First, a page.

Yesterday afternoon Governor Dannel P. Malloy signed legislation repealing the death penalty in the state of Connecticut. Effective immediately the Nutmeg State becomes the 17th state to abolish capital punishment, replacing it with life in prison without the possibility of parole.
The governor explained that while that the legal system of our democratic society has been designed with the highest ideals, the process "is subject to the fallibility of the individuals who participate in it." Governor Malloy wrote in a statement released yesterday:
"My position on the appropriateness of the death penalty in our criminal justice system evolved over a long period of time. As a young man, I was a death penalty supporter. Then I spent years as a prosecutor and pursued dangerous felons in court, including murderers. In the trenches of the criminal courtroom, I learned firsthand that our system of justice is very imperfect."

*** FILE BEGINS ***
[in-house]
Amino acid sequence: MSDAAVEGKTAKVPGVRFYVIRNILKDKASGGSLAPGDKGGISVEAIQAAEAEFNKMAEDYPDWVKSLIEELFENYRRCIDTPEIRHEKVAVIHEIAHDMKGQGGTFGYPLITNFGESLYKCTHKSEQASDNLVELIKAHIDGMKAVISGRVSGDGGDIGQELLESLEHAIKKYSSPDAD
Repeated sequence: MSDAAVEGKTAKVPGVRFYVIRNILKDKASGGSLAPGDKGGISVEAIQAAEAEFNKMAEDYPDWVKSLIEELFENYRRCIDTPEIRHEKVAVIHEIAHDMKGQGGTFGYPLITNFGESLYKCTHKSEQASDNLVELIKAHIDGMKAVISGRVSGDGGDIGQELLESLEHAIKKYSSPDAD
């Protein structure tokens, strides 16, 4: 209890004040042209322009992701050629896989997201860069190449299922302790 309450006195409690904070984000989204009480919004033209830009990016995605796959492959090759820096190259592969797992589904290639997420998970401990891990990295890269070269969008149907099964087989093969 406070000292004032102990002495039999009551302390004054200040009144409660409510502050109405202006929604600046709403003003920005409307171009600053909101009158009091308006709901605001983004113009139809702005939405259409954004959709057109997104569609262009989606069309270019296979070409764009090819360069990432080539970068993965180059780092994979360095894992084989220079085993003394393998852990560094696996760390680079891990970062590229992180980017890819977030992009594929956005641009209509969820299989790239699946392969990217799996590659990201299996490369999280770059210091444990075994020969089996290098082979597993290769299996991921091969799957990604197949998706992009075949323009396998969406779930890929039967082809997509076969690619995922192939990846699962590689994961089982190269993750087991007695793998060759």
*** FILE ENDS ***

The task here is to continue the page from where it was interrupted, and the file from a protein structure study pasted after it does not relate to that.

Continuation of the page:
The governor explained that over the years he witnessed people poorly served by their counsel, suspects wrongly accused or mistakenly identified, and widespread discrimination. It was for those reasons he had come to oppose capital punishment.
"In bearing witness to those things," said Governor Malloy, " I came to believe that doing away with the death penalty was the only way to ensure it would not be unfairly imposed."
In the last 52 years, two people have been executed by the state of Connecticut ... both men volunteered. Currently eleven men live on "death row," many filing appeal after appeal. As the governor put it. " ... they are far more likely to die of old age as they are to be put to death."
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